The Shakespeare Conference: SHK 19.0092  Thursday, 14 February 2008

From: 		Hardy M. Cook <This email address is being protected from spambots. You need JavaScript enabled to view it.>
Date: 		Thursday, February 14, 2008
Subject: 	Teller, Posner, Macbeth, Red Bank, Folger


Teller, Casting a Dark Spell
The Silent Partner in Vegas's Famed Magic Act Brings All the Sleight 
Moves -- and a Love of Language! -- to a Washington Staging of 'Macbeth'

By Peter Marks
Washington Post Staff Writer
Sunday, February 10, 2008; R01

RED BANK, N.J. -- For a guy who gets paid plenty not to talk, Teller -- 
the silent half of the magic team Penn & Teller -- puts a lot of stock 
in the importance of words. Or at least that's the impression he gives 
when immersed in the job of directing Shakespeare.

Yes, you heard right. These days, when Teller has not been performing 
with his large, loquacious partner in their standing 46-weeks-a year gig 
at the Rio Hotel and Casino in Las Vegas, he's been hanging out on the 
stage and in the rehearsal halls of a little theater company in this old 
business hub close to the Jersey Shore.

The project -- the obsession-- is an illusion- and blood-filled 
production of the Shakespearean tragedy "Macbeth," a production that 
Teller, 59, in a sense has been working on all his life. And now -- in 
directorial collaboration with Aaron Posner, the artistic head of Red 
Bank's Two River Theater Company -- the professional magician is 
applying his sleight-of-hand skills to a play chockablock with ghosts 
and witches and other aspects of the supernatural that seem a natural 
showcase for his peculiar talents.

"People who have come to see it have said to me, 'The show feels exactly 
like you,' " Teller remarks over an impromptu lunch a few days into the 
Red Bank run. The look on his impish features suggests a kind of 
studious pleasure. "They say to me, 'It's like being inside your head.' "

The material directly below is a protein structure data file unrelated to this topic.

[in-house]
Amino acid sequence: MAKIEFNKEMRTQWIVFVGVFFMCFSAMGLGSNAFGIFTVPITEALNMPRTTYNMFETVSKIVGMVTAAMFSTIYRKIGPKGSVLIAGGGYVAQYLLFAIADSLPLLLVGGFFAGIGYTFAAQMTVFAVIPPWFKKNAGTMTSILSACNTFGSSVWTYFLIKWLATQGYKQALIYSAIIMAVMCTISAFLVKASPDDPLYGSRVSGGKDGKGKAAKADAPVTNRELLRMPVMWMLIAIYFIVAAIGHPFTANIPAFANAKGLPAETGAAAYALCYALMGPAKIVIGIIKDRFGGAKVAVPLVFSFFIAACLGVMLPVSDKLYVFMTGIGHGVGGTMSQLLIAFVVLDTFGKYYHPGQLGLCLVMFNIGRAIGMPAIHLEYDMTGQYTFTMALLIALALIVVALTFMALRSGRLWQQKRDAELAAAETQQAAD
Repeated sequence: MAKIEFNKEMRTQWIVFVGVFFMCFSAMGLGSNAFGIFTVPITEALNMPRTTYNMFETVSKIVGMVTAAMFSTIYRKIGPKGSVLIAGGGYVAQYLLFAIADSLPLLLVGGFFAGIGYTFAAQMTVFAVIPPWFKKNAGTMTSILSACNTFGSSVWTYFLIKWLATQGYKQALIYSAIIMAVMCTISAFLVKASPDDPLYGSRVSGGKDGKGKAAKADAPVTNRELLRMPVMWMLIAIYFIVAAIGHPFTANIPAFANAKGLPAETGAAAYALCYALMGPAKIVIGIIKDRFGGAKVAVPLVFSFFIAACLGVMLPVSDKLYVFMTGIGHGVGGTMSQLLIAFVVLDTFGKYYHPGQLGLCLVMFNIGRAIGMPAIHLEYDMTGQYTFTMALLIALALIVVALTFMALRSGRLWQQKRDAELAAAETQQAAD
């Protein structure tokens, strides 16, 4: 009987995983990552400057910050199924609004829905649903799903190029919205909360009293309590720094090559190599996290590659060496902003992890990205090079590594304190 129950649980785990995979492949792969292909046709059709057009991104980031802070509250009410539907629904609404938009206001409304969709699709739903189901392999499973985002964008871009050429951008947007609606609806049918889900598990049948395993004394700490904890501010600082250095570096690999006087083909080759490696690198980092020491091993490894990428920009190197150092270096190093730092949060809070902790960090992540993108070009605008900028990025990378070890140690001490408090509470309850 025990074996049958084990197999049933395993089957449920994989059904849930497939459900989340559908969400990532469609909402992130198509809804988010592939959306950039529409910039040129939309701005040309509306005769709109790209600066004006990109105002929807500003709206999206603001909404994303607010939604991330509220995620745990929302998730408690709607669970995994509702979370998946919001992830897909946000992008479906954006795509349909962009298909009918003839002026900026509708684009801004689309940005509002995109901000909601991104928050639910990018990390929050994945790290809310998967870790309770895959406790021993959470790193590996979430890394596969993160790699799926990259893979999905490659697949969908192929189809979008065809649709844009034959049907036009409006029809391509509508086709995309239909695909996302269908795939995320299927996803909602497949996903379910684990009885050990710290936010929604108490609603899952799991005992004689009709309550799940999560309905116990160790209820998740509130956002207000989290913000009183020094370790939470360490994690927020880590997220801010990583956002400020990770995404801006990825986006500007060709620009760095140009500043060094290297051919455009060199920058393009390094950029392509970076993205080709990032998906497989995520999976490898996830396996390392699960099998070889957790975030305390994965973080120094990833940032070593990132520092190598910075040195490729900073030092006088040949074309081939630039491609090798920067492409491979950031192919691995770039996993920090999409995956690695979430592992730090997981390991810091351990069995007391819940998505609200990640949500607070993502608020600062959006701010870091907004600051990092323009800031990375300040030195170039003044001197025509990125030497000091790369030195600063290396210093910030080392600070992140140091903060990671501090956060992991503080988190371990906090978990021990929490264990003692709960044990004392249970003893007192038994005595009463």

The next stop for this "Macbeth," after concluding its stay in New 
Jersey a week from today, is Washington; and Folger Theatre, which is a 
full partner in the venture, is splitting all the costs with Two River 
down the middle. (No one would say how much, although Folger officials 
assert that the offering is only a bit more expensive than usual.)

A measure of the interest in Teller's participation as co-director is 
that the production is garnering a level of heavyweight attention that 
rarely accrues to Shakespeare at a regional theater. The Wall Street 
Journal and NPR, for instance, have weighed in with feature articles, 
and producers from New York have been spotted in the Two River audience.

Another measure: Folger has extended the play's run on Capitol Hill a 
full week -- it begins performances Feb. 28 and now closes April 13 -- 
even before a single Washingtonian has seen it.

Posner, soon to complete his first season as Two River's artistic 
director, is not a stranger to audiences at Folger, where he's staged a 
number of Shakespeare's plays. Most notably, he directed a moving and 
innovative "Measure for Measure" there in 2006, an adaptation that 
firmly stamped him as a thoughtful interpreter of the Bard. Posner's 
"Measure" standout, Ian Merrill Peakes, signed on as this Macbeth, and 
another Folger stalwart, Kate Eastwood Norris, was cast as his Lady Macbeth.

No matter how much Elizabethan experience these artists bring to the 
enterprise, though, the version has quickly come to be regarded as 
Teller's "Macbeth." And although some ticket holders arrive at Two 
River's handsome headquarters on Bridge Avenue imagining something like 
a magic act in iambic pentameter, the fact is that Teller's wand is 
waved only sparingly over the proceedings.

"There's nothing in the production," Teller explains, "that Shakespeare 
doesn't place before us."

[ . . . ]

"A lot of people are going to come for the magic," says Peakes. "And 
stay for the story."

S H A K S P E R: The Global Shakespeare Discussion List
Hardy M. Cook, This email address is being protected from spambots. You need JavaScript enabled to view it.
The S H A K S P E R Web Site <http://www.shaksper.net>

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